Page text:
Neurocognitive Outcomes of Depression in the Elderly (NCODE)
This study seeks to examine clinical, genetic, and neuroanatomical variables related to mood and cognitive outcomes of depression in late life. We plan to study the following SPECIFIC AIMS:
Aim 1. To compare cognitive outcomes among older adults with and without depression, and to examine depression and cognitive outcomes in patients with cognitive impairment or neuroimaging changes.
Aim 2. To examine the role of genes in long-term depression outcomes in the elderly.
Aim 3. To determine neuroanatomical and neuropathological correlates of late-life depression outcomes.
|Study Design:||Observational Model: Case Control
Time Perspective: Prospective
|Official Title:||Geriatric Depression: Risk Factors for Adverse Outcomes|
- Change in Depression status (measured by Montgomery Asberg Depression Rating Scale) [ Time Frame: Minimum of once per year, up to 21 years ] [ Designated as safety issue: No ]
- Change in Cognitive impairment (as measuring using cognitive tests including those found in the CERAD battery) [ Time Frame: Once per year, up to 21 years ] [ Designated as safety issue: No ]
- Development of dementia (Determined by Clinical Consensus Conference) [ Time Frame: once per year, up to 14 years ] [ Designated as safety issue: No ]
- Change in Cognition (as measured by tests including those in the CERAD battery) Change in Brain MRI markers (e.g., volume of white matter and gray matter lesions) [ Time Frame: once per year, up to 21 years ] [ Designated as safety issue: No ]
- Change in Impairment in Instrumental or Basic Activities of Daily Living [ Time Frame: at least once per year, up to 21 years ] [ Designated as safety issue: No ]
- Packing density of prefrontal cortex neurons with pyramidal morphology in post-mortem neuroanatomical studies [ Time Frame: once post-mortem ] [ Designated as safety issue: No ]
Biospecimen Retention: Samples With DNA
serum, white cells
|Study Start Date:||December 1995|
|Estimated Study Completion Date:||December 2016|
|Estimated Primary Completion Date:||December 2016 (Final data collection date for primary outcome measure)|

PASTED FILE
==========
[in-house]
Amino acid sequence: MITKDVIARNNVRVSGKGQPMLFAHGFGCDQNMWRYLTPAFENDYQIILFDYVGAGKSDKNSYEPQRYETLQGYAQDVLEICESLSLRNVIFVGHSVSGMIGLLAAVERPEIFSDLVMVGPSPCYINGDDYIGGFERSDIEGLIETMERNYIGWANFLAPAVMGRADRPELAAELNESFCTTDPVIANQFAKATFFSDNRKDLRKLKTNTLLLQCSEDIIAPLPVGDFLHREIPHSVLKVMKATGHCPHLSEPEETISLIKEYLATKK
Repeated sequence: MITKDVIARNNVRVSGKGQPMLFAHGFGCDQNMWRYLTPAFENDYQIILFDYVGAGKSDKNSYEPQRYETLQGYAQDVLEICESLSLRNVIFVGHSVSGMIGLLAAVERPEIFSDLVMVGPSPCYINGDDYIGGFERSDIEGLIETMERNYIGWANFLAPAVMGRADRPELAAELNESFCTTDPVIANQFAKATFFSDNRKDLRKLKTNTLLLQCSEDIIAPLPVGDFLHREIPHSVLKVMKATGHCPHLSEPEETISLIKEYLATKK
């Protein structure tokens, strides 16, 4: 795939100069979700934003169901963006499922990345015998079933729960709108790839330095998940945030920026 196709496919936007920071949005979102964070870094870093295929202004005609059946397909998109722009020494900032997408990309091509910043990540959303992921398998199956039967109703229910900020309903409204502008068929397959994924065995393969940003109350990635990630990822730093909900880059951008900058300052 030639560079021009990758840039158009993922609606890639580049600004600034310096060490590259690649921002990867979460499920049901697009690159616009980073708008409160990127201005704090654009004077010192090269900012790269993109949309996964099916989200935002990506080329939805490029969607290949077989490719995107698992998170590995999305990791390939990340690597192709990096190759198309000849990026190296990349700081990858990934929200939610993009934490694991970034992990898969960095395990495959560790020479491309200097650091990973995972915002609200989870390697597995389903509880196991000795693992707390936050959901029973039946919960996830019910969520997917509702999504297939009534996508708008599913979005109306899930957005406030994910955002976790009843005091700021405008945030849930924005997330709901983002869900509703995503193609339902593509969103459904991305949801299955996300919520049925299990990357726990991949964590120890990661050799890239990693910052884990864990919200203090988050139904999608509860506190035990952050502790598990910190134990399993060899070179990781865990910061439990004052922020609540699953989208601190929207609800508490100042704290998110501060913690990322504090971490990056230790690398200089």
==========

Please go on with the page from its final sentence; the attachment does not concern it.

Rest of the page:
Older individuals with major depression
Older individuals without psychiatric disorder
We will test the following hypotheses:
Hypothesis 1. Compared with non-depressed elderly controls, depressed elderly patients will have an increased incidence of development of mild cognitive impairment and dementia.
Hypothesis 2. Depressed subjects with mild cognitive impairment will have a worse depression course compared with depressed subjects who do not have mild cognitive impairment.
Hypothesis 3. Depressed subjects with worsening deep white matter disease and smaller hippocampal volumes on longitudinal (baseline to two year) magnetic resonance imaging brain scans will have a worse depression course and more cognitive decline compared with depressed subjects without these brain changes.
Hypothesis 4. Depressed subjects with the 5HTTLPR short allele will have a worse depression course compared with depressed subjects without these risk genes.
Hypothesis 5. Depressed subjects with the apolipoprotein E (APOE) epsilon-4 allele and vascular risk gene polymorphisms such as ACE receptor will have an increased risk of cognitive decline compared with depressed subjects without these risk genes.
Hypothesis 6. Compared with brains of non-depressed controls, brains of depressed subjects will demonstrate increased density of blood vessels in the prefrontal cortex, including orbital frontal cortex and dorsolateral prefrontal cortex.
Hypothesis 7. Compared with brains of non-depressed controls, brains of depressed subjects will demonstrate decreased packing density of prefrontal cortex neurons with pyramidal morphology.
Hypothesis 8. Compared with non-demented depressed subjects, depressed individuals who become demented will have more neuritic plaques, neurofibrillary tangles and cerebrovascular pathology.
We will examine secondary aims related to 1) mortality and 2) social factors, with the following hypotheses:
- Depressed subjects with a larger increase in volume of hyperintensities will have a higher mortality rate.
- Subjects with poor social support and functional status will have worse depression and cognitive outcomes.
|United States, North Carolina|
|Duke University Medical Center|
|Durham, North Carolina, United States, 27710|
|Principal Investigator:||John L Beyer, MD||Duke University|